Application Name: GPS Essentials
Description: Displays GPS/orientation data, satellites, map; customizable data readout
Publisher’s website: GPS Essentials
Cost: Free; $2.81 donation plugin.
Version/date reviewed: v.1.0.2 / 12-13-10
Phone/OS: Droid X / Android 2.2
Like the previously-reviewed GPS Test and GPS Status, GPS Essentials monitors and displays information from both your GPS signal and compass direction.
Figure 1: There are six screens available in this app, plus the settings screen (accessible with the menu button) that lets you set options like units and preferred coordinates.
Figure 2: The Dashboard is the killer function for this app; it displays more information than any other GPS dashboard I’ve seen on any other app. Plus, the items displayed, and their position, is fully configurable. Choose Add from the menu, and select from 30 different data options.
Figure 3: Press and drag on a data item to move it to a new position, or drop it on the trashcan icon at the bottom to delete it.
Figure 4: The compass display is pretty basic. What’s more, even though there’s an option to set either true or magnetic north in Settings, that option isn’t functional – the app always uses magnetic north. You’ll need to correct for your local magnetic declination to get the true direction.
Figure 5: Camera view displays a level horizon line, and the magnetic direction you’re facing at the bottom. Can’t quite figure out the significance (if any) of the central circle.
Figure 6: Map view displays your current location, with a compass indicator at top left showing which direction you’re facing. You have the standard Google Map layers to choose from (roads, terrain, aerial, hybrid). You can also plot the local addresses of people on your contact lists, or select a contact and have their address plotted. Finally, you can use the Waypoints menu function to add waypoints either by tapping on the map, or selecting your current location.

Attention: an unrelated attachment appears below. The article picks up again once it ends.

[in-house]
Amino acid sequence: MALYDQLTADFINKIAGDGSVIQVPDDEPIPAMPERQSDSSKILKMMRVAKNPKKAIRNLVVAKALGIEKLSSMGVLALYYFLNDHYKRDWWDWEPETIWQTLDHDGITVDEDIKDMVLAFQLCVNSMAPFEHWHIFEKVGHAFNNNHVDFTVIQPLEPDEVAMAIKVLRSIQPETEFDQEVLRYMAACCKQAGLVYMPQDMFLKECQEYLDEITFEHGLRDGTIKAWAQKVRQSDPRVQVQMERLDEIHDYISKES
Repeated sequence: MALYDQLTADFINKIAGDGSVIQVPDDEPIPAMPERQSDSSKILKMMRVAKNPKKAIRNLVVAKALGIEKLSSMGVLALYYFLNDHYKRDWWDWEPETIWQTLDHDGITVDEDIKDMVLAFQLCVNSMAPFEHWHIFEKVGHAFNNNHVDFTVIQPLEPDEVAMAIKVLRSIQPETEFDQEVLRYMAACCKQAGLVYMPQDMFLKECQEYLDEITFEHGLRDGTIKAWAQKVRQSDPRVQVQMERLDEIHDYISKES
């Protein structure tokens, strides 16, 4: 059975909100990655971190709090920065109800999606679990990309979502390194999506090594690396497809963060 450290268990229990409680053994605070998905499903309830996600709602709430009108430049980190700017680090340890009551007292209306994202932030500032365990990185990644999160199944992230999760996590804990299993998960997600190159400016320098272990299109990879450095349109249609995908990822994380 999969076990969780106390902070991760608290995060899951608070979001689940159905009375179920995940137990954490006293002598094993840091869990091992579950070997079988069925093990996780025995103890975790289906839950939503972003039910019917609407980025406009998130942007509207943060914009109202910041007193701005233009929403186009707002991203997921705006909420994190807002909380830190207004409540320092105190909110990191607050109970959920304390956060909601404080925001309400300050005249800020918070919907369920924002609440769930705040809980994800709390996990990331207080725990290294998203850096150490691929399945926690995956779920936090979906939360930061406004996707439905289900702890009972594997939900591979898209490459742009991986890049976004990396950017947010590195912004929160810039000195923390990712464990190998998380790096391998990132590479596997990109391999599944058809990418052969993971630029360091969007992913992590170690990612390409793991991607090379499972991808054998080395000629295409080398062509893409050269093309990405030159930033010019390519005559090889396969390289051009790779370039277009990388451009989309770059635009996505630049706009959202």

Figure 7: The Satellites screen gives a standard view of the GPS satellites above the horizon, and how many of them are being used to determine your current position.
Figure 8: Finally, the Waypoints screen gives you a list of saved waypoints. Tapping on one brings up a screen that lets you edit the name or coordinates, geocode it (find the nearest address), change the icon, show it on a map, delete it, or set it as a target to navigate to. There are also Import/Export buttons available on the Menu button for this screen, but they don’t currently appear to be functional.
Other issues: No problems with crashes or closes.
Final thoughts: The best screen on this app is the dashboard – no other GPS app on Android comes close. For that alone, this app is worth installing. The other screens also offer useful functions, but there are better apps for most of these. The lack of a working option to set true north instead of magnetic north is a big drawback, and I hope a future version will fix that.